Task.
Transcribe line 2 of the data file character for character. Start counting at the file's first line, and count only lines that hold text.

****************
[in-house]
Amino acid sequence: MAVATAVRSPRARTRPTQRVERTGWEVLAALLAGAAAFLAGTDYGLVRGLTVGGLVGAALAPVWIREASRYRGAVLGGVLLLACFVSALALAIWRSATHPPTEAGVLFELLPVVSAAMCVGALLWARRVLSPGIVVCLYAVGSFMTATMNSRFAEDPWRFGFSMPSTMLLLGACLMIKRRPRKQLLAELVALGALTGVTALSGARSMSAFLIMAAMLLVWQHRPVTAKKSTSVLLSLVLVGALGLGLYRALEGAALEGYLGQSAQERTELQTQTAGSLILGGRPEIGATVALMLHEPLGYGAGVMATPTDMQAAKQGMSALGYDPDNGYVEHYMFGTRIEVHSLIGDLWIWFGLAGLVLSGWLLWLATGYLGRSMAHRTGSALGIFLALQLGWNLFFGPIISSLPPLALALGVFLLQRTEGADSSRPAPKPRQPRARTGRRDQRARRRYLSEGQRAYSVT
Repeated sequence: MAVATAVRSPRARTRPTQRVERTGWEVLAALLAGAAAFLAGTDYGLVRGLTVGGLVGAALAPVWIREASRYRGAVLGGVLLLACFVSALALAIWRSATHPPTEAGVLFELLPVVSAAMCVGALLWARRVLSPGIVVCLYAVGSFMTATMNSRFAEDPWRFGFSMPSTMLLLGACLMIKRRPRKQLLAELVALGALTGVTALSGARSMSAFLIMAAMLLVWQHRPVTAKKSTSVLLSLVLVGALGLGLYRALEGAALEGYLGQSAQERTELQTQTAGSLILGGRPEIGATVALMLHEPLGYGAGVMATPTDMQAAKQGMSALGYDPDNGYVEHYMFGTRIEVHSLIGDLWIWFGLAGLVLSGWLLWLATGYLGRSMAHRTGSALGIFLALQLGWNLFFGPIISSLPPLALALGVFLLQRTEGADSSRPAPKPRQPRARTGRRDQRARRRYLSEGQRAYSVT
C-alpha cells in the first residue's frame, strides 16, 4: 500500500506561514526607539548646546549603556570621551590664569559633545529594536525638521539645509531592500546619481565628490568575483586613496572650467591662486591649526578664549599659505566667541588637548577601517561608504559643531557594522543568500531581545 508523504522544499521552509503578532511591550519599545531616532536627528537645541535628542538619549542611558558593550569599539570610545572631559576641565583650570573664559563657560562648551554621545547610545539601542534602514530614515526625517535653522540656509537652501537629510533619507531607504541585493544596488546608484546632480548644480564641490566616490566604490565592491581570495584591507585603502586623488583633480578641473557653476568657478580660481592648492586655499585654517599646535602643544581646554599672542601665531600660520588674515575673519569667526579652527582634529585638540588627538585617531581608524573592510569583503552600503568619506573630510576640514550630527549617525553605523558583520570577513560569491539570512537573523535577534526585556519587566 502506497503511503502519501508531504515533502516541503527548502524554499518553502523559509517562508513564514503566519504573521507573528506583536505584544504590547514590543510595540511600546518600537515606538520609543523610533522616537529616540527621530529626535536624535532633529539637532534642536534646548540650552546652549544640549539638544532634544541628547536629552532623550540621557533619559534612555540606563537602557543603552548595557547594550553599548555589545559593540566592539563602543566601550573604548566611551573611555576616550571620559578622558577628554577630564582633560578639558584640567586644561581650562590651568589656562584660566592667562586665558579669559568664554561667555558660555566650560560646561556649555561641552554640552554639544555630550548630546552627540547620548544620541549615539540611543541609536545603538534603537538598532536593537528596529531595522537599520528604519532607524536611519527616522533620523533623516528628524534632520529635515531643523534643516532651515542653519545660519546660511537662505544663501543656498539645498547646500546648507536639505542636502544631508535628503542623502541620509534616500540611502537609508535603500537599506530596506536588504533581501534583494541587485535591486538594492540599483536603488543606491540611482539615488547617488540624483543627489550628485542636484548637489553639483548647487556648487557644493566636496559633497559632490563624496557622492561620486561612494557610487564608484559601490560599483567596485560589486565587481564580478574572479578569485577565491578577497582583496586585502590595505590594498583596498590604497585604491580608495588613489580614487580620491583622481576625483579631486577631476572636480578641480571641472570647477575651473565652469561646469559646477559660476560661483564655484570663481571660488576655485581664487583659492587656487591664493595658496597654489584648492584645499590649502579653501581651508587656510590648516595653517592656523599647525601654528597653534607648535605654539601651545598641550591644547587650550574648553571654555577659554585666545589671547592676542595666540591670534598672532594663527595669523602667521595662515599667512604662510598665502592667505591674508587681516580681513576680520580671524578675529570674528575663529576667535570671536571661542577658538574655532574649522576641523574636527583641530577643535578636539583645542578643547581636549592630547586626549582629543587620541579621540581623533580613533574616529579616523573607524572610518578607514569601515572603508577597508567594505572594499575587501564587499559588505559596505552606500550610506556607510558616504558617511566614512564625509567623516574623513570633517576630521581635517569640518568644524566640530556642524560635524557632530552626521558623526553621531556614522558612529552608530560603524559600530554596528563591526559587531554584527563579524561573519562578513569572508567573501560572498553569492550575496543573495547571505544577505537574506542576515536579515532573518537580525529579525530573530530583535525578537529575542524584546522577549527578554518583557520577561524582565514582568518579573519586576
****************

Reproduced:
Amino acid sequence: MAVATAVRSPRARTRPTQRVERTGWEVLAALLAGAAAFLAGTDYGLVRGLTVGGLVGAALAPVWIREASRYRGAVLGGVLLLACFVSALALAIWRSATHPPTEAGVLFELLPVVSAAMCVGALLWARRVLSPGIVVCLYAVGSFMTATMNSRFAEDPWRFGFSMPSTMLLLGACLMIKRRPRKQLLAELVALGALTGVTALSGARSMSAFLIMAAMLLVWQHRPVTAKKSTSVLLSLVLVGALGLGLYRALEGAALEGYLGQSAQERTELQTQTAGSLILGGRPEIGATVALMLHEPLGYGAGVMATPTDMQAAKQGMSALGYDPDNGYVEHYMFGTRIEVHSLIGDLWIWFGLAGLVLSGWLLWLATGYLGRSMAHRTGSALGIFLALQLGWNLFFGPIISSLPPLALALGVFLLQRTEGADSSRPAPKPRQPRARTGRRDQRARRRYLSEGQRAYSVT